Melek’s art is beautiful, with top-notch storytelling and character acting from beginning to end. Dramatic talking scenes are compelling, and he knows exactly when to go for a subtle laugh like when Spike is riding in the Animal Control truck with Kaminski and Vasquez, and a sharp turn causes the horned-mastiff's jowls to shift with the momentum. It's a minor touch, but one that shows the lighter side of the story quite well. The big baddie hybrid — okay, it’s right there on the cover, so I didn’t spoil — Cthulhu monster is freaking awesome as well.

Romera’s colors help push the all-ages, not-too-dark tale, by giving the book a more classic, bright look, than the muddy colors found in many of the “darker-themed” comics on the stand. Orange griffons leap out against the cooler colored rooms and the earth-tones of the officers’ uniforms. Even when we first see the Cthulhu monster in its subterranean cave, Romera brightens the shadows enough to fully reveal the creature that Melek has stunningly rendered.

So, yes, I absolutely loved this mini-series. It is beautifully written and paced, and looks fantastic. As with Anderson’s equally great Rex Zombie Killer (The Incredible Journey meets The Walking Dead, plus a gorilla with a baseball bat…seek it out!), it is clear the writer has a deep love of animals. As a fellow animal lover — and one who despises animal fighting of any kind, and the sports millionaires who engaged in that activity — it seems as if this book was written for me. Creature Cops is an exciting, enjoyable adventure suitable for all ages of readers who have an appreciation of animals and monsters…the humans in the story are pretty cool, too. Now that the mini is over, and the story nicely tied up, I hope to someday see a return to the Creature Cops universe, and hopefully a Spike plush toy at some point. Read it, read it, read it! VERY HIGHLY RECOMMENDED!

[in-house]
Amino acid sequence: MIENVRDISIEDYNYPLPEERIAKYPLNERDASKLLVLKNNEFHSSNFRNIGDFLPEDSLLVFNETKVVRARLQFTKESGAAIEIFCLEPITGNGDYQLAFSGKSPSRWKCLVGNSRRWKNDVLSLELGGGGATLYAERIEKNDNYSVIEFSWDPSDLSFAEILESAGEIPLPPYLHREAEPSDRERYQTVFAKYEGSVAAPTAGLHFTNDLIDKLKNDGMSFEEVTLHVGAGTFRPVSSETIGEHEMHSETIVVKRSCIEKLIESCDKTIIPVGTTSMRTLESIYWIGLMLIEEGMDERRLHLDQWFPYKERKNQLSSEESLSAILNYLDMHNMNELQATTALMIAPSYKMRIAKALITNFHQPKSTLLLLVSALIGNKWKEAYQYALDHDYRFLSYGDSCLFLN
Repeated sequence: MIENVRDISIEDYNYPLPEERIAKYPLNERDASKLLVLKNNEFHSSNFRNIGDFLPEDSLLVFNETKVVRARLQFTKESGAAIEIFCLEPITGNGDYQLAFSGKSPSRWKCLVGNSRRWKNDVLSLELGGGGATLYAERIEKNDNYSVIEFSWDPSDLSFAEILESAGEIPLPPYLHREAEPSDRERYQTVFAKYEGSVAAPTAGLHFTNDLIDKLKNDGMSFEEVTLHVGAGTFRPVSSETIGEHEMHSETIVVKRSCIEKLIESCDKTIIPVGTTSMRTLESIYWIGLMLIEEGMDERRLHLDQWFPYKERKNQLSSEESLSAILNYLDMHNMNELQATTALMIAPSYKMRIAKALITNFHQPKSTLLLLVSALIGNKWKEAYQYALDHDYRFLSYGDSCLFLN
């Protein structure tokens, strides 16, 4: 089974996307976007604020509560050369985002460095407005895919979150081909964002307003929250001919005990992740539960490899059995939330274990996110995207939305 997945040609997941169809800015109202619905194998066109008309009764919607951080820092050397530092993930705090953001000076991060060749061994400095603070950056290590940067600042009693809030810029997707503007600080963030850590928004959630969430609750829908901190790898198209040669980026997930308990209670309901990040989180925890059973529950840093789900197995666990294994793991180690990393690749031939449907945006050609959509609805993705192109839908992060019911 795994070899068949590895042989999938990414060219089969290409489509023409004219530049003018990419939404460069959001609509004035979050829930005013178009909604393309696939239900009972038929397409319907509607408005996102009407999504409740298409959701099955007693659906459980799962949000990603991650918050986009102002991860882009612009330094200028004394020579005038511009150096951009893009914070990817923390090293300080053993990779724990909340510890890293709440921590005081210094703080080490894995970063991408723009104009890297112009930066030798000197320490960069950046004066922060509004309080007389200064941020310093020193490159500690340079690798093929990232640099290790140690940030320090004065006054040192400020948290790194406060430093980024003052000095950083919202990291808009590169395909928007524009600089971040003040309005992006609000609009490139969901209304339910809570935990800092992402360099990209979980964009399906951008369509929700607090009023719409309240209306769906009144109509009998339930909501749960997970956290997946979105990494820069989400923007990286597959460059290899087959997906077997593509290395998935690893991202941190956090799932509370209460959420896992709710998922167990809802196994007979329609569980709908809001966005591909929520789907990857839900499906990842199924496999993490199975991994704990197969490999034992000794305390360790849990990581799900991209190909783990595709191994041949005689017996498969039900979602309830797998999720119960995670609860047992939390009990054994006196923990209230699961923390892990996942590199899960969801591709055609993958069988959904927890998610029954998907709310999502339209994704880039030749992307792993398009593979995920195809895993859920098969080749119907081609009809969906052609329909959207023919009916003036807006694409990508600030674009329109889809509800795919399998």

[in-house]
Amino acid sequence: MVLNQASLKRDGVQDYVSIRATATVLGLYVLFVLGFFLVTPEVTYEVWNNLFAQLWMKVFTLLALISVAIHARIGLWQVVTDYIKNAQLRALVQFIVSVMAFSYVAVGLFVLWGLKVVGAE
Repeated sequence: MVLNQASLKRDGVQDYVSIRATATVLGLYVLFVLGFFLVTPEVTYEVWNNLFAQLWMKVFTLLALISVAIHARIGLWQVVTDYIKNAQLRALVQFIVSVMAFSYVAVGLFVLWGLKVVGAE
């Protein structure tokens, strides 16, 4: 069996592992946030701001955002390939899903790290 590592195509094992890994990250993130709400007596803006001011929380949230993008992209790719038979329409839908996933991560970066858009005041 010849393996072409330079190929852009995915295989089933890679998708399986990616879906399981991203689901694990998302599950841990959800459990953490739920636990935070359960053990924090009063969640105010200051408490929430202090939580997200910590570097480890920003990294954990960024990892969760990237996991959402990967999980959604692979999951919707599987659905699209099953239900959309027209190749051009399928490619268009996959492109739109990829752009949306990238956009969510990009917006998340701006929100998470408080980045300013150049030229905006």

Silver Surfer V.1
“New Dawn” TPB
Silver Surfer Volume 1 “New Dawn” TPB - Written by Dan Slott, illustrated by Michael Allred, colored by Laura Allred, lettered by VC’s Clayton Cowles, published by Marvel Comics. The Silver Surfer has seen much of the cosmos. Dawn Greenwood, of Earth, has experienced very little outside of her sleepy town. But when strange forces cross the cosmic hero and the travel-deficient woman’s paths, they form a friendship and head out to explore the unknown together. Along their journey, they visit strange worlds, meet the powerful being known as the Never Queen, confront Shuma-Gorath, join forces with two superpowered friends, and set out to experience the wonders of space.

This book is an absolute blast. For far too long, the Silver Surfer has been the morose, emotionless purveyor of darkly, dark inclinations of the darkest proportions. Did I mention the Surfer’s been steeped in darkness for quite some time? Not so much with this series. The combination of Slott’s upbeat take on the characters, the subtle jokes, and reverence of the wonders of the cosmos are infectious after the first few pages; I knew I would power through the five issues and the mini-tale in this fantastic collection.